This article and the attached sample model included in the Download section below describe how to call a web service from a WPF model
that requires passing a Web Service Security BinaryToken containing an LTPA Token for the service to authenticate the caller.
Here are some of the techniques illustrated in this sample:
- Calling a Web Service from a WebSphere Portlet Factory model
- Adding a Web Service Security (WSS) LTPA based BinaryToken SOAP header to the web service call
The OASIS Web Service Security specifications (WSS) at http://www.oasis-open.org/home/index.php
describe how to secure web service calls, and define a core set of extensions to web service protocols, and then extensions for specific types of authentication data, signatures and encryption.
This article and sample model builds on the following developerWorks article which describes a web service running on WebSphere Application Server that requires use of the WSS BinaryToken authentication mechanism, where a SOAP header conforming to the WSS BinaryProfile must be sent in the SOAP envelope, including a valid LTPA (WebSphere Lightweight Third Party Authentication) token.
This LTPA token value is the same authentication data that is stored in the LTPA session cookie sent to your browser when you have authenticated to a WebSphere Application Server or Portal Server with global security enabled. In fact, this article retrieves the current LTPA token value from the LTPA cookie of an authenticated request, and passes that LTPA token along in a web service soap header, using the OASIS WS-Security BinaryToken Profile.
As shown and discussed in that developerWorks article, once you have the environment set up (WebSphere, security ...) and the secured web service deployed, the web service requires a SOAP envelope similar to the following (note, the WSS soap header):
After creating the Web Service Call for the web service that we wish to consume, we define an XML Variable with the structure that is defined by WSS BinaryToken profile, and specify that the ValueType is wsst:LTPA where wsst corresponds to an IBM defined namespace for the LTPA extension to the BinaryToken profile.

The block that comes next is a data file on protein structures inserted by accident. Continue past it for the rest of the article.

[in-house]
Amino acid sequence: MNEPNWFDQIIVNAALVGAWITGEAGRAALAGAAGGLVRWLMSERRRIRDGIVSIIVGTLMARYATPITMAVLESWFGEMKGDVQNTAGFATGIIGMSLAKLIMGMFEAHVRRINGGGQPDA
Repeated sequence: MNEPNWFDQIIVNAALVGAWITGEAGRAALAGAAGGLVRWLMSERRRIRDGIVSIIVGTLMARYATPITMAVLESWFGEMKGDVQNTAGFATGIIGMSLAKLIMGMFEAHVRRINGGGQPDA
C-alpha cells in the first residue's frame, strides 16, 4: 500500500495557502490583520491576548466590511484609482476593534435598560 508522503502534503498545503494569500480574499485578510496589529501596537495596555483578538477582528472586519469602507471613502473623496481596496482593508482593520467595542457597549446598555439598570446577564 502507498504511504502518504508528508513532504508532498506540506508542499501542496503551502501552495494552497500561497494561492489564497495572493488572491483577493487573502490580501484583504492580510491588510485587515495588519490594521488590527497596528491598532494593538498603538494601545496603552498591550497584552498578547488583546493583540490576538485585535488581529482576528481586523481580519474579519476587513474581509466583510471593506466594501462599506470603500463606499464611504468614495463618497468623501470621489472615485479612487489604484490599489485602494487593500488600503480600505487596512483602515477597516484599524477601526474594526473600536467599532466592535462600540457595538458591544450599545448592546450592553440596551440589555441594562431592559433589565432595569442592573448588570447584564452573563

Then, specify this WPF Variable as a SOAP Header, in the Web Service Call builder's advanced inputs.
Notes on running the sample and prerequisites
Import the attached zip file into your project using the Import WebSphere Portlet Factory Archive command.
Note, the WPF sample model will only run successfully and to completion if you have deployed the web service described in the above developerWorks article, and the Service URL in the Web Service Call builder's advanced inputs is set to where you have deployed the web service described in the article.
If you have not deployed the service described in the developerWorks article, you may still download and review this sample WPF model in the Designer, and even run it to generate logging information. But the sample will fail with a connection error when it tries to call the nonexistent web service.
The Web Service Call builder in the sample model has Logging set to All, so that the generated SOAP envelope will be saved to your deployed web application's WEB-INF/logs folder in debugTracing.txt. After reviewing the builders and builder inputs in the model, try running it. Specify a username and password on the login page, and then a temperature (zero will do fine) on the conversion page. Then submit the temperature value to call the web service. Whether the service is available or not, you should then be able to inspect the SOAP Request envelope generated by the web service call in WEB-INF/logs/debugTracing.txt of your deployed web application.